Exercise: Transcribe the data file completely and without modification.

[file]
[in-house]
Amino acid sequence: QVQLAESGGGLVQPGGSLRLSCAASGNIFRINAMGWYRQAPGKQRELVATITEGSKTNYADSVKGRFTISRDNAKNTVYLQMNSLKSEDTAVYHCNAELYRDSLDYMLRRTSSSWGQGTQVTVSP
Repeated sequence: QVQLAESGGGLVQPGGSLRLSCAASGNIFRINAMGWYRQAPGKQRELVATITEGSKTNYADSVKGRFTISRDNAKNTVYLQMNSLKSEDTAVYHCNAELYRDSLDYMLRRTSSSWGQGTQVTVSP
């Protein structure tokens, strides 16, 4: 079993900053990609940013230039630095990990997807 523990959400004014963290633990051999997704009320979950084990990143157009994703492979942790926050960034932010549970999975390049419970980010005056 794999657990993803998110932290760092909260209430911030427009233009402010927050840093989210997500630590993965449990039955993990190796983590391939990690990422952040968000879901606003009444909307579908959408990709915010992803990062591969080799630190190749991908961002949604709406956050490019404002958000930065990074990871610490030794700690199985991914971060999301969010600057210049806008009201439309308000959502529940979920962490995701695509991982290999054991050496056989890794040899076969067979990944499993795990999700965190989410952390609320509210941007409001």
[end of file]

[in-house]
Amino acid sequence: QVQLAESGGGLVQPGGSLRLSCAASGNIFRINAMGWYRQAPGKQRELVATITEGSKTNYADSVKGRFTISRDNAKNTVYLQMNSLKSEDTAVYHCNAELYRDSLDYMLRRTSSSWGQGTQVTVSP
Repeated sequence: QVQLAESGGGLVQPGGSLRLSCAASGNIFRINAMGWYRQAPGKQRELVATITEGSKTNYADSVKGRFTISRDNAKNTVYLQMNSLKSEDTAVYHCNAELYRDSLDYMLRRTSSSWGQGTQVTVSP
């Protein structure tokens, strides 16, 4: 079993900053990609940013230039630095990990997807 523990959400004014963290633990051999997704009320979950084990990143157009994703492979942790926050960034932010549970999975390049419970980010005056 794999657990993803998110932290760092909260209430911030427009233009402010927050840093989210997500630590993965449990039955993990190796983590391939990690990422952040968000879901606003009444909307579908959408990709915010992803990062591969080799630190190749991908961002949604709406956050490019404002958000930065990074990871610490030794700690199985991914971060999301969010600057210049806008009201439309308000959502529940979920962490995701695509991982290999054991050496056989890794040899076969067979990944499993795990999700965190989410952390609320509210941007409001």